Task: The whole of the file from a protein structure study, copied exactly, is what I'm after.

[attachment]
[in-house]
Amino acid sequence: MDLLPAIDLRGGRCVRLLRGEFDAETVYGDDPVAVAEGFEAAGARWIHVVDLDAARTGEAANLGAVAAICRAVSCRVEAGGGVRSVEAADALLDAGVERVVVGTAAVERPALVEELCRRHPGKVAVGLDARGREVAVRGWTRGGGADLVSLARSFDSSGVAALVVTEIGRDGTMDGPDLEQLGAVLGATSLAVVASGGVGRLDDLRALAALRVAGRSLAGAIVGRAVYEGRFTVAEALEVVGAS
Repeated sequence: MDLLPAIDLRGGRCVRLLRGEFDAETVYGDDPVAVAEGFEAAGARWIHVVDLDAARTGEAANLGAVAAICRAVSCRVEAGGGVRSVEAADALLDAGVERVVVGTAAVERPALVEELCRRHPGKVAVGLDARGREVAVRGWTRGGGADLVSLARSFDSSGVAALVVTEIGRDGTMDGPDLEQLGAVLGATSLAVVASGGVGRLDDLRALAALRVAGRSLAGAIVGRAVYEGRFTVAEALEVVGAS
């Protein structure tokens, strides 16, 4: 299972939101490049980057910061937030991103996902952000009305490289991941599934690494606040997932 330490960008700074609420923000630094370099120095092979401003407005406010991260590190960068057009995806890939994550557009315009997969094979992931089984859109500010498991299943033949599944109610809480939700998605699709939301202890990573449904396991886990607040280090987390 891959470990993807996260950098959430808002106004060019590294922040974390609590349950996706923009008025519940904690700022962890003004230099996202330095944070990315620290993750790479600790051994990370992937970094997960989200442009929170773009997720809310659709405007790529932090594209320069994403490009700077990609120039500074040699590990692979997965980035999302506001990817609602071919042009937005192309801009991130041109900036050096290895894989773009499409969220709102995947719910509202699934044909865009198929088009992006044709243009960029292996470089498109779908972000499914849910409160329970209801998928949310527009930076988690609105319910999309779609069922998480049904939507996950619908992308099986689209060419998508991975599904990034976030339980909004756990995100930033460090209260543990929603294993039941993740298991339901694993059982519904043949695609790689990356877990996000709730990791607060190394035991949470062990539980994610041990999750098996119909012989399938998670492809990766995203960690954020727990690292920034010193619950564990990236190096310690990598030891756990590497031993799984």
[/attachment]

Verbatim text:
[in-house]
Amino acid sequence: MDLLPAIDLRGGRCVRLLRGEFDAETVYGDDPVAVAEGFEAAGARWIHVVDLDAARTGEAANLGAVAAICRAVSCRVEAGGGVRSVEAADALLDAGVERVVVGTAAVERPALVEELCRRHPGKVAVGLDARGREVAVRGWTRGGGADLVSLARSFDSSGVAALVVTEIGRDGTMDGPDLEQLGAVLGATSLAVVASGGVGRLDDLRALAALRVAGRSLAGAIVGRAVYEGRFTVAEALEVVGAS
Repeated sequence: MDLLPAIDLRGGRCVRLLRGEFDAETVYGDDPVAVAEGFEAAGARWIHVVDLDAARTGEAANLGAVAAICRAVSCRVEAGGGVRSVEAADALLDAGVERVVVGTAAVERPALVEELCRRHPGKVAVGLDARGREVAVRGWTRGGGADLVSLARSFDSSGVAALVVTEIGRDGTMDGPDLEQLGAVLGATSLAVVASGGVGRLDDLRALAALRVAGRSLAGAIVGRAVYEGRFTVAEALEVVGAS
């Protein structure tokens, strides 16, 4: 299972939101490049980057910061937030991103996902952000009305490289991941599934690494606040997932 330490960008700074609420923000630094370099120095092979401003407005406010991260590190960068057009995806890939994550557009315009997969094979992931089984859109500010498991299943033949599944109610809480939700998605699709939301202890990573449904396991886990607040280090987390 891959470990993807996260950098959430808002106004060019590294922040974390609590349950996706923009008025519940904690700022962890003004230099996202330095944070990315620290993750790479600790051994990370992937970094997960989200442009929170773009997720809310659709405007790529932090594209320069994403490009700077990609120039500074040699590990692979997965980035999302506001990817609602071919042009937005192309801009991130041109900036050096290895894989773009499409969220709102995947719910509202699934044909865009198929088009992006044709243009960029292996470089498109779908972000499914849910409160329970209801998928949310527009930076988690609105319910999309779609069922998480049904939507996950619908992308099986689209060419998508991975599904990034976030339980909004756990995100930033460090209260543990929603294993039941993740298991339901694993059982519904043949695609790689990356877990996000709730990791607060190394035991949470062990539980994610041990999750098996119909012989399938998670492809990766995203960690954020727990690292920034010193619950564990990236190096310690990598030891756990590497031993799984």